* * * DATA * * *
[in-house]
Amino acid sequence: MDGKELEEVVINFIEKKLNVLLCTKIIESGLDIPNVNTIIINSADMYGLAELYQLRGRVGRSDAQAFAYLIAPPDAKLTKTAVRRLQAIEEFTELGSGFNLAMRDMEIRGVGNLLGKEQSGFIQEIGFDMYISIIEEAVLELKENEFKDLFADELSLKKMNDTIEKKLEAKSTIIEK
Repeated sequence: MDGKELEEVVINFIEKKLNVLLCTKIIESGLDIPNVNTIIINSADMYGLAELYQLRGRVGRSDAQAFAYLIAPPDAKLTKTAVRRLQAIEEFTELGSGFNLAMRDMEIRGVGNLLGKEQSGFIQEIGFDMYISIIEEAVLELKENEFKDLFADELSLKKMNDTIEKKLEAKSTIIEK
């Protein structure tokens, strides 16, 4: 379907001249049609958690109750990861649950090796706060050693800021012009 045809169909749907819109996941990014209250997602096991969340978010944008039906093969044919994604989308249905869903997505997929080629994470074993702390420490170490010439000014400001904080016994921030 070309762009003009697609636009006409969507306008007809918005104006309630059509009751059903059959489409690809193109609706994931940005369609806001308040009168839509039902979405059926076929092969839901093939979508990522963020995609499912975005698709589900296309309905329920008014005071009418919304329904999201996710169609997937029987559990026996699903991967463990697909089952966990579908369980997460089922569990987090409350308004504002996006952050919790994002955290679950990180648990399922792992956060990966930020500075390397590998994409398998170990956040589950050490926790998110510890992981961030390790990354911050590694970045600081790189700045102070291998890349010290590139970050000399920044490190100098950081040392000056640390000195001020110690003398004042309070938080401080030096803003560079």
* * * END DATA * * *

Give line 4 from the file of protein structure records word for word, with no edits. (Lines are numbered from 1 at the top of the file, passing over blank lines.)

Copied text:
């Protein structure tokens, strides 16, 4: 379907001249049609958690109750990861649950090796706060050693800021012009 045809169909749907819109996941990014209250997602096991969340978010944008039906093969044919994604989308249905869903997505997929080629994470074993702390420490170490010439000014400001904080016994921030 070309762009003009697609636009006409969507306008007809918005104006309630059509009751059903059959489409690809193109609706994931940005369609806001308040009168839509039902979405059926076929092969839901093939979508990522963020995609499912975005698709589900296309309905329920008014005071009418919304329904999201996710169609997937029987559990026996699903991967463990697909089952966990579908369980997460089922569990987090409350308004504002996006952050919790994002955290679950990180648990399922792992956060990966930020500075390397590998994409398998170990956040589950050490926790998110510890992981961030390790990354911050590694970045600081790189700045102070291998890349010290590139970050000399920044490190100098950081040392000056640390000195001020110690003398004042309070938080401080030096803003560079």